Iggy Pop’s latest release, Post Pop Depression, sees him forming a supergroup with the likes of guitarist and producer Joshua Homme of Queens of the Stone Age, Arctic Monkeys drummer Matt Heldens and QOTSA/The Dead Weather guitarist Dean Fertita. This album grabbed my interest because I’m a bit of a sucker for anything with Joshua Homme’s name on it and he has frequently considered Iggy and the Stooges as a great influence on him. I very much enjoyed the most recent output from QOTSA which Dean Fertita was instrumental in. Furthermore, the overall production style for this album is very similar to that of a QOTSA album.
The overall feel of this record is quite dark, quirky, occasionally experimenting. Lyrically it can be a little weak, particularly on the opener with lyricisms such as “..under your skin..” “..the wall comes tumblin’ down..” etc. Furthermore, Iggy’s vocals are a little more reserved and not as energetic as his usual vocal style – occasionally using spoken word too. I am liking the guitar sounds on this album with their stoner rock style riffing, distortion and reverb. However, I found the drumming rather lacklustre, similar to that of the latest Arctic Monkeys release which felt dreary and boring.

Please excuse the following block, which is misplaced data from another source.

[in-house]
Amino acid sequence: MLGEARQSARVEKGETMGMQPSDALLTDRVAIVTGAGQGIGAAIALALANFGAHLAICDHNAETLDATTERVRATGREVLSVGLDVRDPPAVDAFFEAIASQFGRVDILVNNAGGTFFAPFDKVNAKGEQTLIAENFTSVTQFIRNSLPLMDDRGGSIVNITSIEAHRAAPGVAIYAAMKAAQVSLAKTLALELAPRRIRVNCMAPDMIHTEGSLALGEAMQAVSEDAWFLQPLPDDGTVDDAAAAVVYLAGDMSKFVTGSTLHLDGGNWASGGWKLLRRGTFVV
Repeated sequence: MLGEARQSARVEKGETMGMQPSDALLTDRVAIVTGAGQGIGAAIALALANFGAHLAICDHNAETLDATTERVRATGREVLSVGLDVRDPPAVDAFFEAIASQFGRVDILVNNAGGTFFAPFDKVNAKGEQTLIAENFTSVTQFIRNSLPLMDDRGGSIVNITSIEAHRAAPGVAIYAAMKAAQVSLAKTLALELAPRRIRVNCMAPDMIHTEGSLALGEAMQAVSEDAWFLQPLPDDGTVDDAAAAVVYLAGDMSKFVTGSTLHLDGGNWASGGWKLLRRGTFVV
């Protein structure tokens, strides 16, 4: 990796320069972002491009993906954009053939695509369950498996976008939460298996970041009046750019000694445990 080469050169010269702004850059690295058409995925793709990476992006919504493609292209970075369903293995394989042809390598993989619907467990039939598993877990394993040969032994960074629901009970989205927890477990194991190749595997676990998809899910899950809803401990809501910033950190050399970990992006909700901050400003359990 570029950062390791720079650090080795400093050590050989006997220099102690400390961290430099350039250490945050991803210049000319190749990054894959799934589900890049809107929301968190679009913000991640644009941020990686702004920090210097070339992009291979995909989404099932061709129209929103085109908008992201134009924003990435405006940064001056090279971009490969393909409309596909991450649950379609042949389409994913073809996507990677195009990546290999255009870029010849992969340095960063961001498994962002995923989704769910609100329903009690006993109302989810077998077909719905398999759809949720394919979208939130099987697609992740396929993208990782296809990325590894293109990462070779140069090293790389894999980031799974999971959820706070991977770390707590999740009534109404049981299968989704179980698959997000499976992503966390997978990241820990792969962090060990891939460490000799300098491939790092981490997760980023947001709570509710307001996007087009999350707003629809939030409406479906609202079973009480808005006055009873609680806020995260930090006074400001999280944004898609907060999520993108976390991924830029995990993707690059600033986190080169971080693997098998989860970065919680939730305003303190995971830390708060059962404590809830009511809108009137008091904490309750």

I found the song ‘German Days’ intriguing as it moves between a 9/16 and 15/8 time signature. Also the song ‘Sunday’ is easily the catchiest with entertaining lyrics such as “this house is as slick as a senator statement” and some great female back-up vocals. This song also ends with a little orchestral intermission which – yet again – is another QOTSA stylistic touch. Another example of peculiar instrumentation is the quirky dampened vibraphone on ‘American Valhalla’.
Overall, Post Pop Depression had an enthralling, diverse sound and I found virtually nothing actively dislikeable about it but I do feel that the huge influence that Joshua Homme brings occasionally renders the album slightly inauthentic as an Iggy Pop album.